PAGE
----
Mariposa botnet 'mastermind' jailed in Slovenia
A hacker accused of masterminding one of the biggest ever botnets has been sentenced to just under 5 years in jail.
Matjaz Skorjanc was arrested in 2010 after a two-year investigation into malware that had hijacked about 12.7 million computers around the world.
The 27-year-old was found guilty of creating the Mariposa botnet software, assisting others in "wrongdoings" and money laundering.
His lawyer said he would appeal.
In addition to the 58-month jail term, Skorjanc was also ordered to pay a 4,000 euro ($4,100; £2,510) fine and give up a flat and car he was alleged to have bought with money he had received from a Spanish criminal syndicate.
The prosecutors in the case have said they also intended to challenge the Slovenian court's ruling because they had wanted a tougher jail sentence of seven-and-a-half-years.
The former medical student's ex-girlfriend Nusa Coh was also sentenced to eight months probation for money laundering.
Mariposa is the Spanish for butterfly.
The botnet got its name because it was created with software called ButterFly Flooder that was alleged to have been written by Skorjanc and advertised on the net as a way to "stress test" computer networks and remotely control Windows and Linux PCs.
Computers in more than 190 countries were infected by Mariposa, which spread by a variety of methods including via instant messages, peer-to-peer file-sharing systems and removable storage devices.
Once installed its operators could command the compromised machines to carry out their instructions including sending back copies of data they stored.
The scale of the problem led the FBI to team up with European law enforcement agencies, the Georgia Tech Information Security Center and other security experts to track down the perpetrators.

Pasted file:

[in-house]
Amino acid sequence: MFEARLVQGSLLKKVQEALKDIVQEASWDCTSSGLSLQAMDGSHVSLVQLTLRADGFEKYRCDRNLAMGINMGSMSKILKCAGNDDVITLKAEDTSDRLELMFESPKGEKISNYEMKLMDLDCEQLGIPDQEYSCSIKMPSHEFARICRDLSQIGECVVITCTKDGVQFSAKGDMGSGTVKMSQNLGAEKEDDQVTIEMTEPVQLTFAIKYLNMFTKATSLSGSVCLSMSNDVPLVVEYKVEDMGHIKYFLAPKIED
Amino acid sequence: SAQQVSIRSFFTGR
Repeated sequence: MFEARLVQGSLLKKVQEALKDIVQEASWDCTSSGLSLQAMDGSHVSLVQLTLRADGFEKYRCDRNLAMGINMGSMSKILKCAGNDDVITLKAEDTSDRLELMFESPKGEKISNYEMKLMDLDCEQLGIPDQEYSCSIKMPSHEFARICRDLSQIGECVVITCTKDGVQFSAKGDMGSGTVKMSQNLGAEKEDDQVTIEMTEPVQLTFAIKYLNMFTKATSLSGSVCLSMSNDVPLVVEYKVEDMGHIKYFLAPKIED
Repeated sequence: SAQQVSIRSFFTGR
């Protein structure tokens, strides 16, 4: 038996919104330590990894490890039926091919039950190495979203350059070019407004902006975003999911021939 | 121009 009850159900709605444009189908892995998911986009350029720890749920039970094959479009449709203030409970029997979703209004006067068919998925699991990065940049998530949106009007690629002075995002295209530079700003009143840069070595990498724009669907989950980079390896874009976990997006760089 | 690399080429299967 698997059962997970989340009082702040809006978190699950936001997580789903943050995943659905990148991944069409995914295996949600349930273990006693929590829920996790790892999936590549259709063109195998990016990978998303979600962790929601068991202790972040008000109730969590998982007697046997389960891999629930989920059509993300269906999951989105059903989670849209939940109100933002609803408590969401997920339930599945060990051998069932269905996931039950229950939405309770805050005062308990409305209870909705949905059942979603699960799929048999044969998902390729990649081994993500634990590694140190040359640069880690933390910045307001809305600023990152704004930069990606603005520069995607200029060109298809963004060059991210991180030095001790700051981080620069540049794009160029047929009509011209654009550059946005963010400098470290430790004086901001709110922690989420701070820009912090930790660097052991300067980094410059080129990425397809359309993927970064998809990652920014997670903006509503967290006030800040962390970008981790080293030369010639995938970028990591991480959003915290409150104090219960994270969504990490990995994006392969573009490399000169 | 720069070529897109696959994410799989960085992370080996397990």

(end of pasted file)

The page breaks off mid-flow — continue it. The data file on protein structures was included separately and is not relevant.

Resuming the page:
This proved difficult to do because the hackers only connected to the net via a virtual private network (VPN), which hid their locations.
On 23 December 2009 the authorities managed to gain control of the botnet; which they believe rattled one of its operators, who went by the nickname Netkairo.
The operator subsequently managed to take back control of the infected computers and then used them to attack Defence Intelligence, a Canadian security firm helping the FBI.
However, in doing so Netkairo appeared to have revealed his identity by accidentally connecting to the botnet directly from his home computer rather than the VPN.
On 3 February 2010 the Spanish Civil Guard arrested Florencio Carro Ruiz, who they identified as Netkairo, and two other Spaniards.
Five months later the Slovenian police arrested Skorjanc, who they said had used the alias Iserdo and had written the code.
Officials said the botnet had been used to send spam emails, stage distributed denial of service (DDoS) attacks to overwhelm targets' servers with traffic, and harvest information including credit card details and log-ins.
"I think the sentence is significant and will be remembered as a milestone in the prosecution of cybercrimes," Keith Murphy, chief executive of Defence Intelligence told the BBC.
"It reflects that authorities have realised the damage that can be wrought by a piece of code, and are now starting to equate it to physical theft. The 'wild west' days of cybercrime are over, even in smaller countries."